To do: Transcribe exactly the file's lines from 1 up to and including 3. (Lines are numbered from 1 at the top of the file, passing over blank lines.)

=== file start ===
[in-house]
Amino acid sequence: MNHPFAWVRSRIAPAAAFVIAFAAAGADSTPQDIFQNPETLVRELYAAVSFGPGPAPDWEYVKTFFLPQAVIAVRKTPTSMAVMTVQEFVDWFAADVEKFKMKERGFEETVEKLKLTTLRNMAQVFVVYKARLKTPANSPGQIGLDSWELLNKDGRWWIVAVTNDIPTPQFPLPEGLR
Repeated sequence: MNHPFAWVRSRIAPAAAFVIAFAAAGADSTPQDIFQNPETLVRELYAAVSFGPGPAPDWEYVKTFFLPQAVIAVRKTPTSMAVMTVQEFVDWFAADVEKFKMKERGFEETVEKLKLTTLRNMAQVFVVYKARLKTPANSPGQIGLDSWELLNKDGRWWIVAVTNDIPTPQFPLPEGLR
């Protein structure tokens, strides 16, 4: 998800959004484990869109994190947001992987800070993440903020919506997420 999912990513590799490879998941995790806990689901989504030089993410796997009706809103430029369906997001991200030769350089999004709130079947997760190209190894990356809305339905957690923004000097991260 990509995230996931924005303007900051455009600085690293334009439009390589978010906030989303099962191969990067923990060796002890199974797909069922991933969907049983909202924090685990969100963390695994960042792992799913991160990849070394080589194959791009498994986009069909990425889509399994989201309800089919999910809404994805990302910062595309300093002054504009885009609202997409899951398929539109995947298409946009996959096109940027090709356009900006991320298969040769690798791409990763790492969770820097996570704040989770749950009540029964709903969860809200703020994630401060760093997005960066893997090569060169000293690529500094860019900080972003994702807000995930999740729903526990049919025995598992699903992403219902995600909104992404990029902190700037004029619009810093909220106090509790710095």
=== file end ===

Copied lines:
[in-house]
Amino acid sequence: MNHPFAWVRSRIAPAAAFVIAFAAAGADSTPQDIFQNPETLVRELYAAVSFGPGPAPDWEYVKTFFLPQAVIAVRKTPTSMAVMTVQEFVDWFAADVEKFKMKERGFEETVEKLKLTTLRNMAQVFVVYKARLKTPANSPGQIGLDSWELLNKDGRWWIVAVTNDIPTPQFPLPEGLR
Repeated sequence: MNHPFAWVRSRIAPAAAFVIAFAAAGADSTPQDIFQNPETLVRELYAAVSFGPGPAPDWEYVKTFFLPQAVIAVRKTPTSMAVMTVQEFVDWFAADVEKFKMKERGFEETVEKLKLTTLRNMAQVFVVYKARLKTPANSPGQIGLDSWELLNKDGRWWIVAVTNDIPTPQFPLPEGLR